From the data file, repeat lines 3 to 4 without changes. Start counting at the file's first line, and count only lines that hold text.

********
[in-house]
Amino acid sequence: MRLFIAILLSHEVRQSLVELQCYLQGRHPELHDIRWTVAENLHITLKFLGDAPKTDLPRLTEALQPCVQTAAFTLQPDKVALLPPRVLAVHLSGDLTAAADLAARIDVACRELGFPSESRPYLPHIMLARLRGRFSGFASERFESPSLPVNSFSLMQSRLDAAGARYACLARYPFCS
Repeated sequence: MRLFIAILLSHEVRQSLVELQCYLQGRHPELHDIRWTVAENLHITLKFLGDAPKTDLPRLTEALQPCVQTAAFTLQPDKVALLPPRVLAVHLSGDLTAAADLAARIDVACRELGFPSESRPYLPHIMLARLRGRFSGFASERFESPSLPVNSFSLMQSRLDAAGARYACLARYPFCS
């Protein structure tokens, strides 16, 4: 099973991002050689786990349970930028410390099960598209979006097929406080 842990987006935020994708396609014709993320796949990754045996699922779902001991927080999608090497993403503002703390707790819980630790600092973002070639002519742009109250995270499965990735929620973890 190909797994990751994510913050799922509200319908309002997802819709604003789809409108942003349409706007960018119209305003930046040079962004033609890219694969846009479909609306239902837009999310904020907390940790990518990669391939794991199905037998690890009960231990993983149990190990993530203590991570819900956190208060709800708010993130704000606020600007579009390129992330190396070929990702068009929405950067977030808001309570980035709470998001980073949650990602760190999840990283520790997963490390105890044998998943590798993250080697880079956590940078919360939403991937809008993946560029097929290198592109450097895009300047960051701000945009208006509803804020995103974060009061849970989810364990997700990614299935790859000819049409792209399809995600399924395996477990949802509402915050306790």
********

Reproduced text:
Repeated sequence: MRLFIAILLSHEVRQSLVELQCYLQGRHPELHDIRWTVAENLHITLKFLGDAPKTDLPRLTEALQPCVQTAAFTLQPDKVALLPPRVLAVHLSGDLTAAADLAARIDVACRELGFPSESRPYLPHIMLARLRGRFSGFASERFESPSLPVNSFSLMQSRLDAAGARYACLARYPFCS
């Protein structure tokens, strides 16, 4: 099973991002050689786990349970930028410390099960598209979006097929406080 842990987006935020994708396609014709993320796949990754045996699922779902001991927080999608090497993403503002703390707790819980630790600092973002070639002519742009109250995270499965990735929620973890 190909797994990751994510913050799922509200319908309002997802819709604003789809409108942003349409706007960018119209305003930046040079962004033609890219694969846009479909609306239902837009999310904020907390940790990518990669391939794991199905037998690890009960231990993983149990190990993530203590991570819900956190208060709800708010993130704000606020600007579009390129992330190396070929990702068009929405950067977030808001309570980035709470998001980073949650990602760190999840990283520790997963490390105890044998998943590798993250080697880079956590940078919360939403991937809008993946560029097929290198592109450097895009300047960051701000945009208006509803804020995103974060009061849970989810364990997700990614299935790859000819049409792209399809995600399924395996477990949802509402915050306790």